By HaRav Mordechai Greenberg
Rosh HaYeshiva, Kerem B'Yavneh
“Whoever closes his eyes to charity is called wicked... ‘Beware, lest your heart will be considered wicked...’ [Devarim 15:9]. The Holy One, Blessed be He, is close to the cries of the poor people, as is written, ‘You hear the cries of the poor’ [from the Shacharit prayer on Shabbat]. Therefore one must take care with their cries, since they are protected by an explicit covenant, as is written, ‘And it will be, when he cries out to Me, I will listen, because I am merciful’ [Shemot 22:26].” [Hilchot Matanot Aniyim 10:3].
The Talmud in Berachot teaches us that when Moshe asked, “Please show me your glory” [Shemot 33:18], the Holy One, Blessed be He, refused. He said, “When I wanted to, you did not. Now that you want it, I do not.” Rashi explains that when the Holy One, Blessed be He, called out to Moshe from the Burning Bush, Moshe did not want to look, as is written, “And Moshe hid his face, for he was afraid to look at G-d” [Shemot 3:6]. But this is not easy to understand. Moshe hid his face out of fear, why should he be criticized for doing this?
The Talmud tells us that Rav Yehuda sat in front of his teacher Shmuel when a woman came to cry about some evil that was done to her, and that Shmuel did not respond (Shabbat 55a). Rav Yehuda asked why Shmuel did not take into account the verse, “One who closes his ears to the cry of the poor will also cry out and will not be answered” [Mishlei 21:13]. And Shmuel replied that Mar Ukvah, the head of the court, would look into the matter.
This story is continued in another place in the Talmud. We are told that Rav Yosef became ill and was revived. He told about mystical visions that he saw in the heavens: “Things are topsy-turvy – Those who should be high are down below, those who should be low are high.” [Bava Batra 10b]. The Tosafot write, “Rabbi Chananel explains, based on the words of the Geonim, who were taught this passed down from one rabbi to another: a topsy-turvy world means that he saw Shmuel sitting before his student Rav Yehuda, who had complained to Shmuel about the poor woman who appeared before him, but he ignored her.” We should learn from this that even if a person is not able to provide any help he must still listen to people who are suffering.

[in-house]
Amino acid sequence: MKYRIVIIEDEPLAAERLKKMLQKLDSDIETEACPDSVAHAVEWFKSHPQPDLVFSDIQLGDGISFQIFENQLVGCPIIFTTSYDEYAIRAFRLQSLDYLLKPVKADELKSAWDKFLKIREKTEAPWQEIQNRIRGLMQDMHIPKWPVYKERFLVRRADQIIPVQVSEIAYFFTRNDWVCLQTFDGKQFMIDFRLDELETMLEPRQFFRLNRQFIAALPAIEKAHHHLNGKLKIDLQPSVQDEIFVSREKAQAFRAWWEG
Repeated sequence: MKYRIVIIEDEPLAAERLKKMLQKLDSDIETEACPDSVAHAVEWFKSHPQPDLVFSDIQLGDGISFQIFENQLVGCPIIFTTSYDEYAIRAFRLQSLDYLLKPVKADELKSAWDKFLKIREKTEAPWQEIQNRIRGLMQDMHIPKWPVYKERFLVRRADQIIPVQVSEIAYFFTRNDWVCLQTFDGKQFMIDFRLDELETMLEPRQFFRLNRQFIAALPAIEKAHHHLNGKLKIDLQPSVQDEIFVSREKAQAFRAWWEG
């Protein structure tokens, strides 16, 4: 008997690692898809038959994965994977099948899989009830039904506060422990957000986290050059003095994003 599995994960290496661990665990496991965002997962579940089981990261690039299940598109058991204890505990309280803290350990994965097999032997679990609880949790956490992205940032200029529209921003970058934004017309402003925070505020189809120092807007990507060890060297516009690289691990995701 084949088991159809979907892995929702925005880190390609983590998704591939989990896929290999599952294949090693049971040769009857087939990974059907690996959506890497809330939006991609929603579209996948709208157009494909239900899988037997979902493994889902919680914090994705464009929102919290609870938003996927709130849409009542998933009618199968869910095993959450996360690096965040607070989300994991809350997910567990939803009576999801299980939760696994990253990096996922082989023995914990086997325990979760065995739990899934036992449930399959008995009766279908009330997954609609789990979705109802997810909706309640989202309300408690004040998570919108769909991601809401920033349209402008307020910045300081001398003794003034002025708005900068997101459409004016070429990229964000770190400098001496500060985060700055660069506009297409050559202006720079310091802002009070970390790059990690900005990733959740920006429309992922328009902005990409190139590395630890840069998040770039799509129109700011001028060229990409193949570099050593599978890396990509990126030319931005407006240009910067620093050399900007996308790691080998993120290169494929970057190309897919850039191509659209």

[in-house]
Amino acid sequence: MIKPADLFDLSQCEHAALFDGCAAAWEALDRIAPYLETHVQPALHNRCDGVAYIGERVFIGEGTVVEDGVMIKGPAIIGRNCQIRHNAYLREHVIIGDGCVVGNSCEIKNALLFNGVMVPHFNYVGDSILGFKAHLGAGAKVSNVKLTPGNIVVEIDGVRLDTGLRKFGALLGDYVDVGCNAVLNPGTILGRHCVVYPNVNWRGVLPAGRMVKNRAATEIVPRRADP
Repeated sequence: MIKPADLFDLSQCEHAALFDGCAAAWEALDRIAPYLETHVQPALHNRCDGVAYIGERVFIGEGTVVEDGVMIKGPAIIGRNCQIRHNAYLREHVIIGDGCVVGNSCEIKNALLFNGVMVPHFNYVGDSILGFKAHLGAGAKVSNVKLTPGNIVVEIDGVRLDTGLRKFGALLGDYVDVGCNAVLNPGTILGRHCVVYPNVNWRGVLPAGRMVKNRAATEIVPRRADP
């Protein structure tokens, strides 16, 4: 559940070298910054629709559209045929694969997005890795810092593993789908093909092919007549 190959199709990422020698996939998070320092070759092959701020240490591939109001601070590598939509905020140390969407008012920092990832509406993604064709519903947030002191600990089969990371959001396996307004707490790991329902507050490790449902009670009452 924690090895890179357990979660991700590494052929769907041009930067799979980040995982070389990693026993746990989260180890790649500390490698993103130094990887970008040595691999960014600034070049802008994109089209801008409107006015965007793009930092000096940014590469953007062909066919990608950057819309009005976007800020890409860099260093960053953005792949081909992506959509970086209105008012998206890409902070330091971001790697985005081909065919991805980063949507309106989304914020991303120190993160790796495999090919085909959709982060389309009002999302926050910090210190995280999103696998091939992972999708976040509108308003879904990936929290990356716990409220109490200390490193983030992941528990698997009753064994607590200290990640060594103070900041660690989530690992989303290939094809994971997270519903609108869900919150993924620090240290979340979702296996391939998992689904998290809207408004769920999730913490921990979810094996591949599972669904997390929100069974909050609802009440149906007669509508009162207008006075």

This is similar to the way the Kli Yakar explains why Moshe was scolded for hiding his face. “He called out his name twice, ‘Moshe, Moshe,’ because the Holy One, Blessed be He, felt the exile of Yisrael as a heavy burden – as it were – and He therefore called out to Moshe twice. He wanted Moshe to hurry and to lighten His burden, as is written, ‘I join him in his trouble’ [Tehillim 81:15].” The complaint of the Holy One, Blessed be He, was that even though Moshe could not directly provide help, when he saw that the Holy One, Blessed be He was carrying a heavy burden he should at least show that he sympathized. But instead Moshe did not want to look.
Based on this, the sages taught us that we have an obligation to participate in the problems of the community. They wrote, “When Yisrael are suffering and one person separates himself from them, the two angels who accompany every person put their hands on his head, and they say, ‘This man, who separated himself from the community, will not have the merit of seeing their salvation.’” [Taanit 11a].
Rabbi Shimon Shkop wrote in the introduction to his book, “Shaarei Yosher” - “The foundation and the root of the goal of our lives is for all of our labors to be dedicated to the good of the general public.”